Long rumored to be the unanimous first overall selection in the 2014 NFL draft, former Louisville quarterback Teddy Bridgewater has seen his draft stock lose some momentum recently. For the Cleveland Browns, this is fantastic news.
Since returning to the NFL in 1999 after a three-year absence, the Browns have had a total of 20 different starting quarterbacks, the most of any team in the league. Owners of the No. 4 overall pick this year, they have an opportunity to reverse that trend by selecting Bridgewater.
Considering their quarterback position has been a revolving door for the last decade-and-a-half, the Browns would be wise to avoid falling in love with Derek Carr's arm or Johnny Manziel's legs. Rather than focusing on physical tools, Cleveland needs to be looking at the mental presence and NFL readiness of these prospects. The Browns need consistency, not excitement.
Unsurprisingly, new general manager Ray Farmer agrees. During an interview at the Senior Bowl with Browns Radio Network's Dustin Fox, Farmer described what he's looking for in a QB:
The No. 1 and most critical variable is the ability to make decisions. How quickly he can decipher what’s going on, what’s happening, what’s the defense doing, where is the rush coming form. How much information can you process in two and a half seconds...And it’s not just about those two and a half. It’s the five seconds at the line of scrimmage. It’s while you’re standing in the huddle, you’re mentally going through situations.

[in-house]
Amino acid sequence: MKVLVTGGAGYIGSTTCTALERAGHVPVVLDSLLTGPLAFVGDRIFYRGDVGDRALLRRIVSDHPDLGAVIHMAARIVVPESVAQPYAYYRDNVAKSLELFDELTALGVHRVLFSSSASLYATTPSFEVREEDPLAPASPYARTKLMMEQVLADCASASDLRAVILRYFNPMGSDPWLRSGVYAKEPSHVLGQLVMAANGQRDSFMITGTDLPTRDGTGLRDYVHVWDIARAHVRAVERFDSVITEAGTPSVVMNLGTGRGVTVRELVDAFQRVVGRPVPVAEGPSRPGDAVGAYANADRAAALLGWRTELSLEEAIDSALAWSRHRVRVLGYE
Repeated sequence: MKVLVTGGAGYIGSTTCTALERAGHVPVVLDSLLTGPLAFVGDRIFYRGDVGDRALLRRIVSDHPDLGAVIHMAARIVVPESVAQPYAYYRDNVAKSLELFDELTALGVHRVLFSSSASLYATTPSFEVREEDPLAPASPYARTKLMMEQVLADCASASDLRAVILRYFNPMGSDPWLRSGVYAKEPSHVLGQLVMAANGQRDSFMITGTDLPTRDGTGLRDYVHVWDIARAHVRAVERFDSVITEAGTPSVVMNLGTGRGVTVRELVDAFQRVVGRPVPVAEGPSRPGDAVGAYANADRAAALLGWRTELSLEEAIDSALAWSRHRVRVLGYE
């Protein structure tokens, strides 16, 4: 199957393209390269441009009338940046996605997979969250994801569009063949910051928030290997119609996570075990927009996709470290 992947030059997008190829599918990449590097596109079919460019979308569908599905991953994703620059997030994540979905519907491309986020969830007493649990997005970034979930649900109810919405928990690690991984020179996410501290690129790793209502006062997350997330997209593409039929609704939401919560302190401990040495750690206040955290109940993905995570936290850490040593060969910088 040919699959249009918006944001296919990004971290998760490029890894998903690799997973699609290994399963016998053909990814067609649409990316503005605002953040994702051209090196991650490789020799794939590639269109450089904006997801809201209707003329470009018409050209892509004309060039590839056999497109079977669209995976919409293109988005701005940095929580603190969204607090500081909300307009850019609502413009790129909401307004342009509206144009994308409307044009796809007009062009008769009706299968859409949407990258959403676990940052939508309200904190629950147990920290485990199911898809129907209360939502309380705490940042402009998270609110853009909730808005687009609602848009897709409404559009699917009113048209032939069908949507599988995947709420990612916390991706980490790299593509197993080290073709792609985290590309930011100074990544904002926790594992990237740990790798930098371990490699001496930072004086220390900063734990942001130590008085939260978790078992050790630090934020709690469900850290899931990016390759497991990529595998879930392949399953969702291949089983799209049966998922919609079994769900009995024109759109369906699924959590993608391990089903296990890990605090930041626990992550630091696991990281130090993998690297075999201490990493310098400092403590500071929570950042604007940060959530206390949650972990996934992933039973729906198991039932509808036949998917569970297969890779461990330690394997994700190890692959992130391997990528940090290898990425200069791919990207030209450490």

If this truly is what Farmer is looking for, then Bridgewater is his guy. He's by far the most advanced pre-snap QB in this year's class, and he deals with pressure incredibly well. Here is a comparison of how the top four quarterbacks performed against the blitz last season (per Rotoworld):
While Bortles, Carr and Manziel have significantly lower completion percentages when the defense brings the house, Bridgewater is equally as effective. This is something the Browns should value very highly after giving up the third most sacks in the NFL last season.
Here is one of his more spectacular completions against the blitz:
The other areas that Bridgewater scores extremely high in are his leadership and motivation. For a team that has underachieved for so long, those are traits that should be of paramount importance when choosing a quarterback. There is no more effective way to turn a franchise around than by drafting a QB that can lead and one who is intent on getting better each and every day.
Just look at the Super Bowl champion Seattle Seahawks. In the four years prior to Russell Wilson's arrival, they were 23-41. Now, after two years with Wilson under center, they're an absolute juggernaut. Of course, there are many other factors that have contributed to their success, but Wilson has played a huge part.
Well, Bridgewater already sounds just like him (via NFL.com's Mike Huguenin):
When I'm tough on myself, I'm never satisfied. I'm eager to just get better each and every day. Sometimes you do get too tough on yourself and you do think the impossible, but that's just the way I want to be. I want to think that I can do the impossible. I'm just going to continue to think that way. I'm just going to continue to think that way and motivate myself.
Pointing out that the Browns would be smart to value the mental capabilities of Bridgewater over the physical tools of the other to prospects doesn't mean Bridgewater lacks in that area, either. He has the arm strength to make every throw and his ability to escape the pocket is underrated.
Check out his run at the beginning of this highlight film from a 2012 game against USF (he ran for 74 yards on 10 carries in this one):
Who Should the Cleveland Browns Draft in the First Round?
The Browns can't afford to miss with their selection this season. That's why Bridgewater is the perfect fit. Even if it takes some time for him to succeed in the league, he possesses mental attributes that will take years for some of the other prospects in his class to master.
Make the right choice, Cleveland.